You could say that's when things began to sour. Not even an hour and a half after arriving. I could feel a dull melancholy weighing down my brain, as if someone had poured a very heavy liquid in there and inebriated the whole system. Following close behind Joan, I still held out hope that we would shake the Curtises off, that they'd make friends with some other couple. But this hope fizzled out over the course of the following hour. They were attached to us as we made the rounds. Eventually, an assistant director brought us a cooler full of beer on ice and a couple bags of potato chips. We were set in a corner of the dining room and a crew trained their machines on us. Something, I was sure, would happen soon.

I drank fast, trying to keep up with Devlin, who really did seem to be nursing a hangover, and trying to keep up with his wife as well, who was talking a blue streak on the subject of their recent paradise getaway. Joan may have finished a single can of beer in the time Devlin and I downed a six-pack each. I was eating fistfuls of barbecue chips and the sun was rapidly going orange out the window behind me. Devlin kept saying, “Listen, man. Just listen to this,” and then pointing over to his wife as if she needed a master of ceremonies just to get through all the dull adventures they'd shared on the island. At some point in all this repetition and over-production, an assistant director walked in front of the camera and said, “Joan?”

Joan looked up with alarm. She hadn't spoken in a while, and I imagine she thought she was about to be asked to engage more with the others—something you hear a lot of in the first days of shooting. “Yes?”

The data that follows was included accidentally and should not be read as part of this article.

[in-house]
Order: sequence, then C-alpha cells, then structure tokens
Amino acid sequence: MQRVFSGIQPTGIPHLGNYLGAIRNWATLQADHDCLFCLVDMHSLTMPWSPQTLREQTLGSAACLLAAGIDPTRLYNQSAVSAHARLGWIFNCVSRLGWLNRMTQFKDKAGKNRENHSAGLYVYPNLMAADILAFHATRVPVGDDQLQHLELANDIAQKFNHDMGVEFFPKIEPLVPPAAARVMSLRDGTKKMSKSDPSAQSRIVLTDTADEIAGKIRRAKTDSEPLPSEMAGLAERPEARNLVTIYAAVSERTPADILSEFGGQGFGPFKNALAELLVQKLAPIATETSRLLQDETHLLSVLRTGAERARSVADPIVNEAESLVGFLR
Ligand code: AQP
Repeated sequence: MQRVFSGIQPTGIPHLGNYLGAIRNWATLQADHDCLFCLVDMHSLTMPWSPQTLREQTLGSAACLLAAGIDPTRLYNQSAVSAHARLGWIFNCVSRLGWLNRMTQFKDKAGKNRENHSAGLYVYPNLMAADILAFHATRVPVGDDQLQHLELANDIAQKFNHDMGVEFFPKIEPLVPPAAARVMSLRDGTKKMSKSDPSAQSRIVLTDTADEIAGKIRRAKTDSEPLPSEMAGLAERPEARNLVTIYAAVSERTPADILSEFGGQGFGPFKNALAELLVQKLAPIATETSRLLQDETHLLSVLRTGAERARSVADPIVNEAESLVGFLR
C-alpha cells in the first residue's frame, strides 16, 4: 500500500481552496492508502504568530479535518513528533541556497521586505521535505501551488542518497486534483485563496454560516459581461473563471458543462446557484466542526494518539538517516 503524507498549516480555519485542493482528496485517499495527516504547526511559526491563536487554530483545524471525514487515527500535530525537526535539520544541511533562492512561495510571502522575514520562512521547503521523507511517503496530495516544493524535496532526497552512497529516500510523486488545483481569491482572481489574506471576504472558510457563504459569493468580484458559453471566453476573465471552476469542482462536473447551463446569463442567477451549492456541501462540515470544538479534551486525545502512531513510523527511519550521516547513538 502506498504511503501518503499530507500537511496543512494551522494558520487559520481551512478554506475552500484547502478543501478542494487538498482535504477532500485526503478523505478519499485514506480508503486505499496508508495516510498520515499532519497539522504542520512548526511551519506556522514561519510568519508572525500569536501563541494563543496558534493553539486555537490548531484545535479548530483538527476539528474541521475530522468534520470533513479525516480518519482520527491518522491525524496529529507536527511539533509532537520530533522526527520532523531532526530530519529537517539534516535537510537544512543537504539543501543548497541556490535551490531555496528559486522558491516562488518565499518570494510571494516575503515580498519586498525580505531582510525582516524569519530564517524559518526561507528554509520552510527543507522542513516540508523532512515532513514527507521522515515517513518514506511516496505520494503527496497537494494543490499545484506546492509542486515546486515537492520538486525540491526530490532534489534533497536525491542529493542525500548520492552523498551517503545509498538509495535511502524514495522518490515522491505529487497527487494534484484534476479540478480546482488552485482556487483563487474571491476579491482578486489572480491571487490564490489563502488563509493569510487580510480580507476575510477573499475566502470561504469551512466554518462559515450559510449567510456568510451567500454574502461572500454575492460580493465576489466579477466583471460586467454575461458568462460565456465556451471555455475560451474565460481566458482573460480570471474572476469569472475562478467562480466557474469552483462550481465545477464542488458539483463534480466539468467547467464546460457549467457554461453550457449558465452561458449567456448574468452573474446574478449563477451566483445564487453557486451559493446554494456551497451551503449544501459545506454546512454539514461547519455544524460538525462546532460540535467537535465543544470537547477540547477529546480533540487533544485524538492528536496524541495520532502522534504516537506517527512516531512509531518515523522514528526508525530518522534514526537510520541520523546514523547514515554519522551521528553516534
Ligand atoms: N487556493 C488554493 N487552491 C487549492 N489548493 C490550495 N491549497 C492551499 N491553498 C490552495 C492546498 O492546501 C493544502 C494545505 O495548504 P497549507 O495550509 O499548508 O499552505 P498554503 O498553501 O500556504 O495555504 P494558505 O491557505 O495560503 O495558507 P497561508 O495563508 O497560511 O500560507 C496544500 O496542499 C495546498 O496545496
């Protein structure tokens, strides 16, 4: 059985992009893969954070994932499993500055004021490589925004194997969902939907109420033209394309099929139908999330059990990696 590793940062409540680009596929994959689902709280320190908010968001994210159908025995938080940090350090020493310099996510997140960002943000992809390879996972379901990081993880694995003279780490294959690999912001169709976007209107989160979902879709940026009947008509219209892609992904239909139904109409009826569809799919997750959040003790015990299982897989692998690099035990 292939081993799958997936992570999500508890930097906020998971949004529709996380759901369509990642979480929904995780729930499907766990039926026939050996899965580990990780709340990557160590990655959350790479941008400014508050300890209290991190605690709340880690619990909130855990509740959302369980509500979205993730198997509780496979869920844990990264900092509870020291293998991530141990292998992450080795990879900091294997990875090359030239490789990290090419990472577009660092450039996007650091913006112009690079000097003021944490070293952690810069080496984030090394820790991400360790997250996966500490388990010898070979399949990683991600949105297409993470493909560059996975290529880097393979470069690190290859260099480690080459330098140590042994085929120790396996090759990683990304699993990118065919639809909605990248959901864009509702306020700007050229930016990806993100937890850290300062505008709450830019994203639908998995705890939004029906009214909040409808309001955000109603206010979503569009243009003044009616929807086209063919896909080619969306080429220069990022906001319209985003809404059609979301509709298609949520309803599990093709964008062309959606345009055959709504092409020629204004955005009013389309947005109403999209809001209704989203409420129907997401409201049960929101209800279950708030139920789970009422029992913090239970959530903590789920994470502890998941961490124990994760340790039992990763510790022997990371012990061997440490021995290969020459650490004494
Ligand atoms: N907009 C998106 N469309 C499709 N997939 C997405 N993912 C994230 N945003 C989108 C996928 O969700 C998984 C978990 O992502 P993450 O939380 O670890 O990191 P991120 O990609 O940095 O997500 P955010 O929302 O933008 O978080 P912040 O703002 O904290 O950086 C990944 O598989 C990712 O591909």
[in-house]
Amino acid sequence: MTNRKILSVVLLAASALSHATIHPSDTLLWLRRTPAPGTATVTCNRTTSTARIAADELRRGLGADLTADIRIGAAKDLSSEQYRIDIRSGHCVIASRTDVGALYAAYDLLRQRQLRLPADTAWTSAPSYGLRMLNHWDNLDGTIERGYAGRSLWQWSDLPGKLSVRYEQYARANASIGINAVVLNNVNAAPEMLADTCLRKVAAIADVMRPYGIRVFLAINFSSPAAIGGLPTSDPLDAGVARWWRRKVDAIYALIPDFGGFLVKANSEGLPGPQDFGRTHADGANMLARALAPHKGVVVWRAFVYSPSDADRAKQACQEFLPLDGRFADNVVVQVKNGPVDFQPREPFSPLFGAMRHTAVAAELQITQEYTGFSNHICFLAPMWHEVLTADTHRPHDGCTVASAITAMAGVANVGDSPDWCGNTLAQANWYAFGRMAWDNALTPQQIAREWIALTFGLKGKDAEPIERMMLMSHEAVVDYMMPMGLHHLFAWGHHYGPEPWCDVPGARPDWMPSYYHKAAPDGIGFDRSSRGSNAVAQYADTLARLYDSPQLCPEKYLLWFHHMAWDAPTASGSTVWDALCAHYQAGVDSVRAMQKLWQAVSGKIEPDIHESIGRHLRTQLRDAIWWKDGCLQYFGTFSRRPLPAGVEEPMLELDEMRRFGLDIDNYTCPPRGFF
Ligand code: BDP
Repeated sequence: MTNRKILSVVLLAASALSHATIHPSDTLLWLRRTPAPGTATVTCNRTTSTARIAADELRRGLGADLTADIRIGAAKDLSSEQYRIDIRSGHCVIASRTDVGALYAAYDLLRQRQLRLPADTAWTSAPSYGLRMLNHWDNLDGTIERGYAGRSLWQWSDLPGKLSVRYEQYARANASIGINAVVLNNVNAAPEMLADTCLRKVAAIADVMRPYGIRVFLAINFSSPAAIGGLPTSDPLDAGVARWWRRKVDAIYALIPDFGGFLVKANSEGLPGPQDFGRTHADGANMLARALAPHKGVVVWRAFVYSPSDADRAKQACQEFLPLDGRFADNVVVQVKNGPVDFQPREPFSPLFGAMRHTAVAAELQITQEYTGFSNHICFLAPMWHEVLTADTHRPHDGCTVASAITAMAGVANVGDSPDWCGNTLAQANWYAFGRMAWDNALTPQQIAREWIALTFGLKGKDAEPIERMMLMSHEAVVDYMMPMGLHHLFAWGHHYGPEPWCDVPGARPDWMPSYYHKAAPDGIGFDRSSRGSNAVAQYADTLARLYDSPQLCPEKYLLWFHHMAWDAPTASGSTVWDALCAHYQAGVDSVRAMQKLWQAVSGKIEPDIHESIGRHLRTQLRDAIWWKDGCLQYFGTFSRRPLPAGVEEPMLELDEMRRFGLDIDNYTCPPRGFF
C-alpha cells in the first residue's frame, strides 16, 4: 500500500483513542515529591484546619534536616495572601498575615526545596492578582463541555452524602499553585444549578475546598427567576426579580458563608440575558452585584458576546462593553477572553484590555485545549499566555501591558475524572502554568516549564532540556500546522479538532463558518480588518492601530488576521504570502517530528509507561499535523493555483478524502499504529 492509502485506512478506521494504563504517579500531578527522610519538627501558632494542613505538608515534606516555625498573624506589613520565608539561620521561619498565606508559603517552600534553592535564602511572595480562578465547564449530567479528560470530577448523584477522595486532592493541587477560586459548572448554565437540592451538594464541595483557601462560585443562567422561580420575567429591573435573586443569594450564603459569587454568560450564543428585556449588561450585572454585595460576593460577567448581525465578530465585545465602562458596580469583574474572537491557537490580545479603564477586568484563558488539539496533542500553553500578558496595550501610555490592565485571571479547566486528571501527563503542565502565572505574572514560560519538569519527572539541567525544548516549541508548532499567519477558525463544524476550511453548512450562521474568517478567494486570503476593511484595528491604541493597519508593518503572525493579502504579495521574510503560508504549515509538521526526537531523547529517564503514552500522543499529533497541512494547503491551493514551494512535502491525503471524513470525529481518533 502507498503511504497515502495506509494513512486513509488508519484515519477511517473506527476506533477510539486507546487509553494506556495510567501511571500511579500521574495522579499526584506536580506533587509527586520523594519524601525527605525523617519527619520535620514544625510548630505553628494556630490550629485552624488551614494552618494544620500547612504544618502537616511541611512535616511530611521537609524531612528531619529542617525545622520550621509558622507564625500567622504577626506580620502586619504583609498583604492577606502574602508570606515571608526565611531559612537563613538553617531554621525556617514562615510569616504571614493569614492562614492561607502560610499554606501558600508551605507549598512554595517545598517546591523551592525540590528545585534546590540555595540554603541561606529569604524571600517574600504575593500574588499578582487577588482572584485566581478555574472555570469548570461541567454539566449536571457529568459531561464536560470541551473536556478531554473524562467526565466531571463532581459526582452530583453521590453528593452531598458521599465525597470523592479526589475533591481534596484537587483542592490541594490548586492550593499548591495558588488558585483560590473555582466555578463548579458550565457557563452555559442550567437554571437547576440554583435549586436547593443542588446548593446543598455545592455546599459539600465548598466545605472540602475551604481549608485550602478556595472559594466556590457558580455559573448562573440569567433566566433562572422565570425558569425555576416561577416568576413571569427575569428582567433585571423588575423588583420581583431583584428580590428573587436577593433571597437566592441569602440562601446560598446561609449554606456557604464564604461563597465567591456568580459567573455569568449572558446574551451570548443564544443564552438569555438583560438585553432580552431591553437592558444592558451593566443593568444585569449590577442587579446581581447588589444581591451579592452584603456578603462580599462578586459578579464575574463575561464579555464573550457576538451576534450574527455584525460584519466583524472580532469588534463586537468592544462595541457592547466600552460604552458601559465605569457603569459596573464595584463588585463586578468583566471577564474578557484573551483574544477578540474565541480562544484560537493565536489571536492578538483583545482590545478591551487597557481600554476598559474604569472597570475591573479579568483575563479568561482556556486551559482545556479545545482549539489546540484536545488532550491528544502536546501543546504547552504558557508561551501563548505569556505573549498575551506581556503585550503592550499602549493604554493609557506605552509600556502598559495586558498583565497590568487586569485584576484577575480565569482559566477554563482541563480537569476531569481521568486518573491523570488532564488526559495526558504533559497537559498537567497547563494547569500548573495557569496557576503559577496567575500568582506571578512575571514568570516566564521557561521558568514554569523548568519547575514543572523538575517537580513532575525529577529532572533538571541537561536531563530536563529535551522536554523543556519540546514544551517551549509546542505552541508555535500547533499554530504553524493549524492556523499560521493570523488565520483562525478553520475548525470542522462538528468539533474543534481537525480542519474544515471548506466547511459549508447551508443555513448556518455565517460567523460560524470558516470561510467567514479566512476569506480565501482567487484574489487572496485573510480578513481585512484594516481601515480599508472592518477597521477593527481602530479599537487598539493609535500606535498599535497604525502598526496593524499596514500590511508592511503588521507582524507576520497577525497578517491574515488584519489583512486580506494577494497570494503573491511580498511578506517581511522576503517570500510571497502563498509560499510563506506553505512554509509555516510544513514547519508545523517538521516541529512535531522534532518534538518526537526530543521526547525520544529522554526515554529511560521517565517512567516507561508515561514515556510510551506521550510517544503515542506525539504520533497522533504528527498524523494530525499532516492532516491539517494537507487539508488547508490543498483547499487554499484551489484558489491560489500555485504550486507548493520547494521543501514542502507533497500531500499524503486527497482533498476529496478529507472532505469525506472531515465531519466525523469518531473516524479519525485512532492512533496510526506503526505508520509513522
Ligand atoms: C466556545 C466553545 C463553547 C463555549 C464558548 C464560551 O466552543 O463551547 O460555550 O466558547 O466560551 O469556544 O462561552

“Yerdi would like to speak with you, Joan.”

And so my wife disappeared behind the cameras, leaving me to brave the onslaught of the Curtises' boring, sunburned escapades alone. When she returned, nearly an hour later, I had already gone from worry to freaking out and finally to a disinterested state of drunkenness that could barely register a nod in her direction. Between drinks, I leaned over and mumbled something partially romantic in her ear. Then I said, suddenly enlivened by her presence, “Where the hell you been, sweetie?”

Her eyes gazed at the floor. She shrugged. “Nowhere, really.”

The next morning I felt awful. I paced around our room wracked with unnamed guilt and apologized in a vague sort of way, over and over again, convinced I'd said or done something to deserve the pounding headache and full-body shittiness that possessed me. “Stop that,” Joan said, finally, with the hair dryer pointed at her long blond locks. “You didn't do anything but drink too much.”

I plopped down on the floor. Crossed my legs. I think part of me wanted the camera crew to come in and tape us. “I'm a terrible husband. Admit it. I'm the worst fucking husband of all time.”

She shook her head and then flicked on the hair dryer.

Later that afternoon I was in the kitchen watching a few of the other couples debate something political. I don't remember the topic, but it was clear by their regional accents on which side of the topic they were going to come down. Some of them misquoted the Bible or made shoddy references to the Constitution. The others tried to keep cool heads until finally someone said, “You're just a bigot. That's the truth of the matter.”

I left before the cameras could record the climax I knew was coming. After all, I'd assembled a sandwich and poured a glass of orange juice. My job was done. But down the hall a cameraman approached me outside our bedroom. “Tell us about what happened in the kitchen. Is Bruce an asshole? Tell us Bruce is an asshole.”

“Who's Bruce?” I said, and then angled past.